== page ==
"Therefore say to the house of Israel, ‘This is what the Lord God says: "It is not for your sake, house of Israel, that I am about to act, but for My holy name, which you have profaned among the nations where you went. And I will vindicate the holiness of My great name which has been profaned among the nations, which you have profaned among them. Then the nations will know that I am the Lord," declares the Lord God, "when I show Myself holy among you in their sight. For I will take you from the nations, and gather you from all the lands; and I will bring you into your own land. Then I will sprinkle clean water on you, and you will be clean; I will cleanse you from all your filthiness and from all your idols." (Ezek 36:22-25)

Just like the Mosaic Covenant, the New Covenant is all about teaching one how to be holy and the judicial process of dealing with sin. However, the New Covenant provides a new judicial process for redeeming sinners figuratively in prison for their crimes against God, and how they can avoid being repeat offenders.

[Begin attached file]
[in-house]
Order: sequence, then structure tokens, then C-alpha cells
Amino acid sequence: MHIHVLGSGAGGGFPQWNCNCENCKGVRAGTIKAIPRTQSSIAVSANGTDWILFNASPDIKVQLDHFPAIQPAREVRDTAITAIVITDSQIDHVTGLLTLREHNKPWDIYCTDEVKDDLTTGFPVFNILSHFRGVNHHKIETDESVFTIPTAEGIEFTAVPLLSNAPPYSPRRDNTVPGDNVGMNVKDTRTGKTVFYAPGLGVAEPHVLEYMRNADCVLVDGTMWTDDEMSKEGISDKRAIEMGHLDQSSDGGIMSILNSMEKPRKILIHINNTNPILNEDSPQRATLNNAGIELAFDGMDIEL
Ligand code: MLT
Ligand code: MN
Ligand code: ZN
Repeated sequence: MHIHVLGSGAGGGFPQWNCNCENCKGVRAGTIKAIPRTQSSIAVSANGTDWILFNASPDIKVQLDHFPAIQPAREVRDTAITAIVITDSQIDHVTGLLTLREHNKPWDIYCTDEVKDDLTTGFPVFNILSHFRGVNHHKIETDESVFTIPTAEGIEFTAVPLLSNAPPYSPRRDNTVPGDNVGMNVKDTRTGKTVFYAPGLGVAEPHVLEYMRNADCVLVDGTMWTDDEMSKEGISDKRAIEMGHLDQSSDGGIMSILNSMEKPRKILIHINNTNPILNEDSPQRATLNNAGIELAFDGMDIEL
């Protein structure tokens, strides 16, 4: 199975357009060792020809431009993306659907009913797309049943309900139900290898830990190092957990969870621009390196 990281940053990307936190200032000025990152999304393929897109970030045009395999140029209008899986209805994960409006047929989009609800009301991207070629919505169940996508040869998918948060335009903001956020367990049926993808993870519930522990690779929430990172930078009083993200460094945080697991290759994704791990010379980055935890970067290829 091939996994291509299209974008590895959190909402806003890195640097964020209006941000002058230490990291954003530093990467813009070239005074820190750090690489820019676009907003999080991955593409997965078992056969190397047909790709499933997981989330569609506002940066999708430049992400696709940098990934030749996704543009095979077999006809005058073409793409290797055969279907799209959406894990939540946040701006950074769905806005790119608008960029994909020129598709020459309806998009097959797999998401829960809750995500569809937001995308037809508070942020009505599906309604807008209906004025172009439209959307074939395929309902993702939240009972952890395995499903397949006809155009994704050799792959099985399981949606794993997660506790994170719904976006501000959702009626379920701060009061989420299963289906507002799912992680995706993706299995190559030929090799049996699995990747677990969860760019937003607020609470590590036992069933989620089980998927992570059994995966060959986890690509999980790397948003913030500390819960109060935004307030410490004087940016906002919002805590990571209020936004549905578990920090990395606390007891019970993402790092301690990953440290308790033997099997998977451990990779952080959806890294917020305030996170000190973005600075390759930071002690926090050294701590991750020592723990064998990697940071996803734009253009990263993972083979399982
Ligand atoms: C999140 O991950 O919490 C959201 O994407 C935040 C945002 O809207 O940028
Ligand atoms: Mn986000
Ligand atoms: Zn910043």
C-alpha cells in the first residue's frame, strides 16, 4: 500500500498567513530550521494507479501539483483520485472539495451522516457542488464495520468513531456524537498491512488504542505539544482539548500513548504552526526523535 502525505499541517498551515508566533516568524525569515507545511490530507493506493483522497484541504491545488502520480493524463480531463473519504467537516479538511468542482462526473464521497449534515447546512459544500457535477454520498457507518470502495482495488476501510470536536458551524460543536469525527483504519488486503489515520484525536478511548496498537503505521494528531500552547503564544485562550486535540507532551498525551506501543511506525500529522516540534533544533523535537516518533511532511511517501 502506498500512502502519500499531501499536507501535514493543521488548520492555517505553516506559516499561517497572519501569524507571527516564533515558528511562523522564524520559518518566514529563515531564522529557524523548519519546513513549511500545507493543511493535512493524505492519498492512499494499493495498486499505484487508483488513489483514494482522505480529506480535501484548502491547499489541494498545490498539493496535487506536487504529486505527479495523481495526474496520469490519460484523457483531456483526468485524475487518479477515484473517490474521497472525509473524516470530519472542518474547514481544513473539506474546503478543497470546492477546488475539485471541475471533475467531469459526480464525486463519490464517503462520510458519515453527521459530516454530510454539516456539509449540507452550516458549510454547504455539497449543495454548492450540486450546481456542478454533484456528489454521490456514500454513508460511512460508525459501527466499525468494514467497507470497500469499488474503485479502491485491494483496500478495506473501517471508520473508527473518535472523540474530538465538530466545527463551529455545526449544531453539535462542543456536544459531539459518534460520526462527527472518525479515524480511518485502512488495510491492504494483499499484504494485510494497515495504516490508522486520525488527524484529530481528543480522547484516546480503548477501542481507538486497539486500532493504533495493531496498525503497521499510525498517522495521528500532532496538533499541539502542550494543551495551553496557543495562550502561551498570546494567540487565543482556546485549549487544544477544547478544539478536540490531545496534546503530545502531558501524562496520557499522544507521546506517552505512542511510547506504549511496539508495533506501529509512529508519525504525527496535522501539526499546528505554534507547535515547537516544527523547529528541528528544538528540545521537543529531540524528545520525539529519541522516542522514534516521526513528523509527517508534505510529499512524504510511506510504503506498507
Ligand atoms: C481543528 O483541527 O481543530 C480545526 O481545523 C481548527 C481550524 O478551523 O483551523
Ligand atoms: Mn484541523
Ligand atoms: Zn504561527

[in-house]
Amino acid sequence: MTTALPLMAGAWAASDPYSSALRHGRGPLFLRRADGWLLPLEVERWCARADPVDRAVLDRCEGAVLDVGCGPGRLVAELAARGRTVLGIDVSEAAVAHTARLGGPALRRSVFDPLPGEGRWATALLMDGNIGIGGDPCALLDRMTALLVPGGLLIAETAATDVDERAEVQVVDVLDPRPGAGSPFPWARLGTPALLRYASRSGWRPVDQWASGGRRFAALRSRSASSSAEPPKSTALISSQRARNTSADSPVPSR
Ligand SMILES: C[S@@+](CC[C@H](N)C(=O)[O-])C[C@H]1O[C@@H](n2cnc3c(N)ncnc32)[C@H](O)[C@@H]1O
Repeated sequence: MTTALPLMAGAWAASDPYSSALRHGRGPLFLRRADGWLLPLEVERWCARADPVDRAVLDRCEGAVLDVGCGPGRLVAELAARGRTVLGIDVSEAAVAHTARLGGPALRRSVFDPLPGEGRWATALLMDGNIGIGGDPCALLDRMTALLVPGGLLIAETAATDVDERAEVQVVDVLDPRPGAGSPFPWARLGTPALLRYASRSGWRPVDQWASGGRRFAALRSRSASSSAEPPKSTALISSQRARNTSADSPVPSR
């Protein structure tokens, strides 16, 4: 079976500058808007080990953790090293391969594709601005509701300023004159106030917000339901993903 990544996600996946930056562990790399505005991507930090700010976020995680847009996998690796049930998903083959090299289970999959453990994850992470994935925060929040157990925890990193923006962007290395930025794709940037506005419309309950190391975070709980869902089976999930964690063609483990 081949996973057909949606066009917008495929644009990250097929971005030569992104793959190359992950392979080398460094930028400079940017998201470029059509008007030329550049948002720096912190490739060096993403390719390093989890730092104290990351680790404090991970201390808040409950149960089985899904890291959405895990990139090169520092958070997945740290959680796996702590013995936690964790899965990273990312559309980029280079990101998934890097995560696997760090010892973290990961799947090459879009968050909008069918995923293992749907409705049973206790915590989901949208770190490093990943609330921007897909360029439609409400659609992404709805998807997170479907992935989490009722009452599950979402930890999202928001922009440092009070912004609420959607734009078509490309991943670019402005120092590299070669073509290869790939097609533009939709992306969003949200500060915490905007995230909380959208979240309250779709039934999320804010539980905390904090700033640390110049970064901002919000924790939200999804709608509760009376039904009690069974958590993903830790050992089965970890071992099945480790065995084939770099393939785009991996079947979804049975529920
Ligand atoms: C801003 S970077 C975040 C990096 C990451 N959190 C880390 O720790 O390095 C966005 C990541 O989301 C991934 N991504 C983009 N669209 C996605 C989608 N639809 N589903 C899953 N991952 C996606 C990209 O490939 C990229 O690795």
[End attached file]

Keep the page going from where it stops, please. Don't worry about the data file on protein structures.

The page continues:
God provides His only Son as the means to atone for the past, present, and future sins of an individual. Jesus introduces the idea of His life being a "ransom" for the purpose of redeeming people (Matt 20:28; Mark 10:45; 1 Tim 2:3-6).

For those obedient to the New Covenant, God will give a new heart and put a new spirit within them and free them from the desire to be disobedient to God.

Jesus' holistic view of the "gospel of God" is the basis for His appeal to repent, because there will be judgment for sin.

From that time Jesus began to preach and say, "Repent, for the kingdom of heaven is at hand." (Matt 4:17)

And He said to them, "Wherever you enter a house, stay there until you leave town. Any place that does not receive you or listen to you, as you go out from there, shake the dust off the soles of your feet for a testimony against them." They went out and preached that men should repent. (Mark 6:10-12)

"The Law and the Prophets were proclaimed until John; since that time the gospel of the kingdom of God has been preached, and everyone is forcing his way into it. But it is easier for heaven and earth to pass away than for one stroke of a letter of the Law to fail." (Luke 16:16-17)